The first chicks have arrived: beautiful, gawky, hungry and often noisy

by Anders Gyllenhaal
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You can sometimes hear them before you see them: Sweet but incessant cries of early life, calling for food, warmth, attention. If you’re lucky — and in the right place — you get a look at the first chicks of the season, which can be found all across Florida this month where the warm temperatures get the breeding season off to an early start.

The photos above, (from left to right), include a weeks-old Wood Stork, a Great Egret so new its feathers are nothing but fuzz, a Sandhill Crane already up and walking and a very young Anhinga, calling for food.

A Great Egret carries a branch to its nest

We spent the past six weeks roaming Florida on a spring-time birding trip. The nesting and breeding season is still many weeks away farther north, but here it’s in full swing for large coastal birds. You can see Egrets and Herons hauling sticks and branches across the marshes, and Wood Storks in the midst of their mating rituals. We witnessed the first generation of Anhingas, Cormorants and other new hatchlings in the nest, then perking up, and finally standing, walking and attempting to fly.

In one of the best viewing stands, a water reclamation project in Delray Beach called Wakodahatchee, you find the whole cast in one easily accessible location. We visited in early March and again at the end of the month; it’s as if life is a sped-up movie. Click here for our earlier post and video.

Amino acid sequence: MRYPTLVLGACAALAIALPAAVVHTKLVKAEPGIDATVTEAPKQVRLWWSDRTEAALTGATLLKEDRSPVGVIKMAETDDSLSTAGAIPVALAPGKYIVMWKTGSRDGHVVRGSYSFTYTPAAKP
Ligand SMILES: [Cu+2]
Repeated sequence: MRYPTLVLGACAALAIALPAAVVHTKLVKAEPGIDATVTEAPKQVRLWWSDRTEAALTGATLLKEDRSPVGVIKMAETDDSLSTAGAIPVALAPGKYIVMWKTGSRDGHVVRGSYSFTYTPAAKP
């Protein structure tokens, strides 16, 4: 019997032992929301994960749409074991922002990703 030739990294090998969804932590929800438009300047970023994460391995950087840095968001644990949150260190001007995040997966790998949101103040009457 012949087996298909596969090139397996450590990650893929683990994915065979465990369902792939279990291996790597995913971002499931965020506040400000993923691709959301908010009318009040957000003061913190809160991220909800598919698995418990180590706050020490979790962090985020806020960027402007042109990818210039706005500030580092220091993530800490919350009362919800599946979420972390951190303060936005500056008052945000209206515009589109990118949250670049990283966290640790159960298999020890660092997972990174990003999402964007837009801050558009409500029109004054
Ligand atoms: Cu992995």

Young Great Blue Herons that were still squawking weeks ago are now standing up, looking much like their parents. Baby Wood Storks, only a few inches tall on our first visit, are now gawky fledglings with full-throttle voices they use every chance they get.

Wood Storks stuck in the nest weeks ago…

…are up and standing on unsteady legs by the end of March

 

Here’s a gallery that captures much of this, drawing from the Wakodahatchee rookery, the Viera Wetlands near Melbourne, and the massive Merritt Island National Wildlife Refuge near Cape Canaveral.  In many ways, it’s a preview of the springtime ritual that will soon spread to northern habitats:

 

 

 

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